IntroductionBlepharoplasty is the medical term for eyelid surgery. This procedure encompasses any alterations made to the upper or lower eyelids. It is not uncommon for eyelid surgery to be performed on both the upper and lower eyelids at the same time. Generally, the goal of eyelid surgery is to restore a younger and more relaxed appearance to the eyes, which may have faded due to aging or injury.
As with any form of cosmetic surgery, you should first determine if eyelid surgery is right for you. This is best achieved by listing your personal motivations for seeking this surgery as well as a list of benefits you expect to receive in your everyday life following surgery. Blepharoplasty eliminates puffiness and droopiness by getting rid of fatty deposits, loose skin, fine wrinkles, and bags from both eyelid regions. So, if any of these conditions affect your self-esteem, social life, or even your vision, you should proceed with eyelid surgery.
Who should pursue Eyelid Surgery?
Planning Eyelid SurgeryConsidering that eyelid surgery affects the face, which is nearly impossible to cover from the public eye, it is essential that you select a plastic surgeon you can trust, is certified, ethical, and experienced in most if not all plastic surgery procedures. Prior to your surgery, you will have at least one scheduled consultation with your doctor to discuss your motivations and expectations. From prior surgeries to current medical conditions, be candid in sharing your medical history with your doctor. Even if you suffer from allergies or dry eyes or wear contact lenses, this is vital information that you should not withhold. The more your doctor knows about you, the better he or she can formulate the best strategy for your eyelid surgery.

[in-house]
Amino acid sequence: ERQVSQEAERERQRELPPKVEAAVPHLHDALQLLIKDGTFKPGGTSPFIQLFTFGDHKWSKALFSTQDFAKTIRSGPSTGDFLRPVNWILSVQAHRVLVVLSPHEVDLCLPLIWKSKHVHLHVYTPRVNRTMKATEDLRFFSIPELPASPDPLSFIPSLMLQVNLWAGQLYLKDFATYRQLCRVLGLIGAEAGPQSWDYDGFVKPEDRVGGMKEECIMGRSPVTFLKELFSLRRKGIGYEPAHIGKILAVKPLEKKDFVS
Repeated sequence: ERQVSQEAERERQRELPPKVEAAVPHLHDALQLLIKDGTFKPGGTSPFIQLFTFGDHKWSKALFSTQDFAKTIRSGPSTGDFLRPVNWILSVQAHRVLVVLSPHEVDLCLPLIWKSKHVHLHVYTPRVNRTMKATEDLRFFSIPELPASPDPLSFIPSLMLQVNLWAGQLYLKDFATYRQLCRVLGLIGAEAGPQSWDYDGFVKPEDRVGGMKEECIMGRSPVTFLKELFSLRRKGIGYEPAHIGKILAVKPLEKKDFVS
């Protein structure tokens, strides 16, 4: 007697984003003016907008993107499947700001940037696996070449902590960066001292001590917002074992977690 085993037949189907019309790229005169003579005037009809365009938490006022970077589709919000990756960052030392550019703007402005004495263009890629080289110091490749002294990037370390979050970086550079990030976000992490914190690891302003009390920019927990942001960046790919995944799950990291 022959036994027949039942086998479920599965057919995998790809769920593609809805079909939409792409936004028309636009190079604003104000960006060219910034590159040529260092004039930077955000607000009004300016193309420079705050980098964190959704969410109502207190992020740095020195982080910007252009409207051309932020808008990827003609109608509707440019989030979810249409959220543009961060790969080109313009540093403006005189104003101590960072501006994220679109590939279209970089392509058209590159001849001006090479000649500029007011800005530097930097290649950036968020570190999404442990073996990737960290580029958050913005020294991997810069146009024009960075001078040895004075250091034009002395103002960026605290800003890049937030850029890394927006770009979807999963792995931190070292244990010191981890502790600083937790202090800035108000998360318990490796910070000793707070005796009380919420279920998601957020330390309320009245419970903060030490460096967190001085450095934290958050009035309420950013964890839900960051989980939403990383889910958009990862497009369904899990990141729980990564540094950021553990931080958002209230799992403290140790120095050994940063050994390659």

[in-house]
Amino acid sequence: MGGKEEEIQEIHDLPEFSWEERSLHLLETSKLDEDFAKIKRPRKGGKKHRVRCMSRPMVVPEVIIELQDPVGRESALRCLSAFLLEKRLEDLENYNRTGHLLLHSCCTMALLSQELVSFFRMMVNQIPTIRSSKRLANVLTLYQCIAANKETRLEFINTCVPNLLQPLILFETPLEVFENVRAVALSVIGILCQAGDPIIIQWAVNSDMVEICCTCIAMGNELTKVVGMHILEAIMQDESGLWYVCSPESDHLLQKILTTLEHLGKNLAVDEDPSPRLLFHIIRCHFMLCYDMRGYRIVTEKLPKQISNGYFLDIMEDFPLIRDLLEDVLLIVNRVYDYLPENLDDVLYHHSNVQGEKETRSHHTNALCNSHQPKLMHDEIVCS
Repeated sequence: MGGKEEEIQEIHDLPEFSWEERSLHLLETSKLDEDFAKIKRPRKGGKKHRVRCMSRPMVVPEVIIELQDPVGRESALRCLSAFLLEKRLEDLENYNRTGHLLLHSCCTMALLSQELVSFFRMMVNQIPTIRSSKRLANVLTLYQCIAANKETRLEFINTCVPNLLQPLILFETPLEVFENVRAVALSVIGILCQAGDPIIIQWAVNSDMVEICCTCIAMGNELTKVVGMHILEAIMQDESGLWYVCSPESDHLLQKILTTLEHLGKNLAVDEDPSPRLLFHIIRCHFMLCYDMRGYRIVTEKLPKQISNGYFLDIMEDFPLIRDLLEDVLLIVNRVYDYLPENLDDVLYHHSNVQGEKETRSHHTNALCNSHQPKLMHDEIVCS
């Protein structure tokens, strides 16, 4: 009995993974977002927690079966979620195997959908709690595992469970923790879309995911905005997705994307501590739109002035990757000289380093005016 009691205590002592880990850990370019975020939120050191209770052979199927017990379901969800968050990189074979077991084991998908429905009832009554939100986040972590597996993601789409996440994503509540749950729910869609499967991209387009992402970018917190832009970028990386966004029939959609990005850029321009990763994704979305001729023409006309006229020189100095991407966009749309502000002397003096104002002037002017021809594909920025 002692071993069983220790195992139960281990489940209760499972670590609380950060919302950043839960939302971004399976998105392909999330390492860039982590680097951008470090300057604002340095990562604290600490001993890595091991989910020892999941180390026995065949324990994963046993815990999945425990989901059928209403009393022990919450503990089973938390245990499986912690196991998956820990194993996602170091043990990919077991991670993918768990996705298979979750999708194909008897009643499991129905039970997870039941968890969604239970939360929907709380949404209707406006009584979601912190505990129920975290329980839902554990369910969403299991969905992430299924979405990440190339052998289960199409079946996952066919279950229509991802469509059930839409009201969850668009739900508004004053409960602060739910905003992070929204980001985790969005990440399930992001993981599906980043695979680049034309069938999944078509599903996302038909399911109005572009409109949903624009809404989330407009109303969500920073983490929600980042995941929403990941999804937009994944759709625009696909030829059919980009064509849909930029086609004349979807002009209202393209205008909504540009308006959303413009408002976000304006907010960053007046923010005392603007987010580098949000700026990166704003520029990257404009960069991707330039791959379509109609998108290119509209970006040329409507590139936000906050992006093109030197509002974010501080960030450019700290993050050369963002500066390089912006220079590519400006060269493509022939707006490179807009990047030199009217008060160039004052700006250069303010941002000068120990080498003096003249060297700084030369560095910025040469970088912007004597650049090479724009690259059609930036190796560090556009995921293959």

After examining you physically and getting a full understanding of your desires, your surgeon may recommend the accompaniment of other surgeries, like a forehead lift, eyebrow lift, or chemical peel, to ensure you the best results possible.
How is Eyelid Surgery performed?Blepharoplasty surgical techniques vary from one individual to the next depending on the amount and location of your problem areas. Whichever technique your doctor chooses, this outpatient surgery will be performed under intravenous sedation or general anesthesia. Eyelid surgery incisions are made strategically along the eye and eyelid’s natural creases to minimize scar visibility. Once problem areas are exposed, the surgeon removes excess fat and skin, adjusts remaining fat, and tightens underlying muscles and tissues. Sometimes surgeons may employ a laser to tighten the surrounding skin and tone dark discoloration. Finally, the surgeon closes the incision with dissolved sutures, bandages, and tape.
Collection of blood under the skin, infection, scarring, and eye irritation may occur as a result of eyelid surgery. In addition, smoking or taking aspirin and any anti-inflammatory drug can increase your risk for these conditions. For proper healing, your surgeon may instruct you to rest with your head elevated and cold compresses on your eyelids. Numbness, tightness, mild discomfort, blurry vision, excess tearing, or dryness is common as well as swelling and bruising. You may also experience some sensitivity to light along with difficulty closing your eyelids. In that case, you can wear sunglasses for both relief and protection.
After the surgery
Prior to having your stitches removed during a follow-up appointment, avoid strenuous activity, such as bending and lifting, so that your incisions do not reopen. Also, monitor your health daily for chest pain, irregular heartbeat, or shortness of breath. Overall, recovery time varies per person, but mostly relies on how quickly your vision clears. At that time, you can return to your normal activities like working and driving.